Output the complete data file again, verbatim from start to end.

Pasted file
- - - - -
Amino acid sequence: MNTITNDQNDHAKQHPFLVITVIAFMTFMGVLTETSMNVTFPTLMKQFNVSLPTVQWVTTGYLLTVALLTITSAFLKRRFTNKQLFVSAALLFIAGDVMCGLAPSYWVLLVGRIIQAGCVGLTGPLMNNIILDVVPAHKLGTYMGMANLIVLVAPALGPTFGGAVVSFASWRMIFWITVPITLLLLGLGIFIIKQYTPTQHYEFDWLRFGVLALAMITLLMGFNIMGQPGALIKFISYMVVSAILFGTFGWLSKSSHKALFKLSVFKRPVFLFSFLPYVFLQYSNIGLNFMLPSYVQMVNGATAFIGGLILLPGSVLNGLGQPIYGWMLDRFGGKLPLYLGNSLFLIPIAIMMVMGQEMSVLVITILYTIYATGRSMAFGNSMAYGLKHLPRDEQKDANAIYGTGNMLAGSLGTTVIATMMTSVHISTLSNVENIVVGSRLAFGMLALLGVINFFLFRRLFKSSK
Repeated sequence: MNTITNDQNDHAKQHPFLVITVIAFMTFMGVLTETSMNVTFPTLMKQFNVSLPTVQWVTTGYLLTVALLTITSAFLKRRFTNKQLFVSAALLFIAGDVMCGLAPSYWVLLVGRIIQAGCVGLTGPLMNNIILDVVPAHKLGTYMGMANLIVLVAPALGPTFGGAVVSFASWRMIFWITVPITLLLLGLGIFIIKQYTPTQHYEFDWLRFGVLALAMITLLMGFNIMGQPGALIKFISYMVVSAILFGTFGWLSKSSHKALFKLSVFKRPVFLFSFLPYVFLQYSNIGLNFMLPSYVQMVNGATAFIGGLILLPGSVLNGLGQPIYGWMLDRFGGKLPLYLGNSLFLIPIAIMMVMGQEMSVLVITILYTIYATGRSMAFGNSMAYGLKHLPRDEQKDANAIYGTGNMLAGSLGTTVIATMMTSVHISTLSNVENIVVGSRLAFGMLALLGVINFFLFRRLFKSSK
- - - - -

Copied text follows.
Amino acid sequence: MNTITNDQNDHAKQHPFLVITVIAFMTFMGVLTETSMNVTFPTLMKQFNVSLPTVQWVTTGYLLTVALLTITSAFLKRRFTNKQLFVSAALLFIAGDVMCGLAPSYWVLLVGRIIQAGCVGLTGPLMNNIILDVVPAHKLGTYMGMANLIVLVAPALGPTFGGAVVSFASWRMIFWITVPITLLLLGLGIFIIKQYTPTQHYEFDWLRFGVLALAMITLLMGFNIMGQPGALIKFISYMVVSAILFGTFGWLSKSSHKALFKLSVFKRPVFLFSFLPYVFLQYSNIGLNFMLPSYVQMVNGATAFIGGLILLPGSVLNGLGQPIYGWMLDRFGGKLPLYLGNSLFLIPIAIMMVMGQEMSVLVITILYTIYATGRSMAFGNSMAYGLKHLPRDEQKDANAIYGTGNMLAGSLGTTVIATMMTSVHISTLSNVENIVVGSRLAFGMLALLGVINFFLFRRLFKSSK
Repeated sequence: MNTITNDQNDHAKQHPFLVITVIAFMTFMGVLTETSMNVTFPTLMKQFNVSLPTVQWVTTGYLLTVALLTITSAFLKRRFTNKQLFVSAALLFIAGDVMCGLAPSYWVLLVGRIIQAGCVGLTGPLMNNIILDVVPAHKLGTYMGMANLIVLVAPALGPTFGGAVVSFASWRMIFWITVPITLLLLGLGIFIIKQYTPTQHYEFDWLRFGVLALAMITLLMGFNIMGQPGALIKFISYMVVSAILFGTFGWLSKSSHKALFKLSVFKRPVFLFSFLPYVFLQYSNIGLNFMLPSYVQMVNGATAFIGGLILLPGSVLNGLGQPIYGWMLDRFGGKLPLYLGNSLFLIPIAIMMVMGQEMSVLVITILYTIYATGRSMAFGNSMAYGLKHLPRDEQKDANAIYGTGNMLAGSLGTTVIATMMTSVHISTLSNVENIVVGSRLAFGMLALLGVINFFLFRRLFKSSK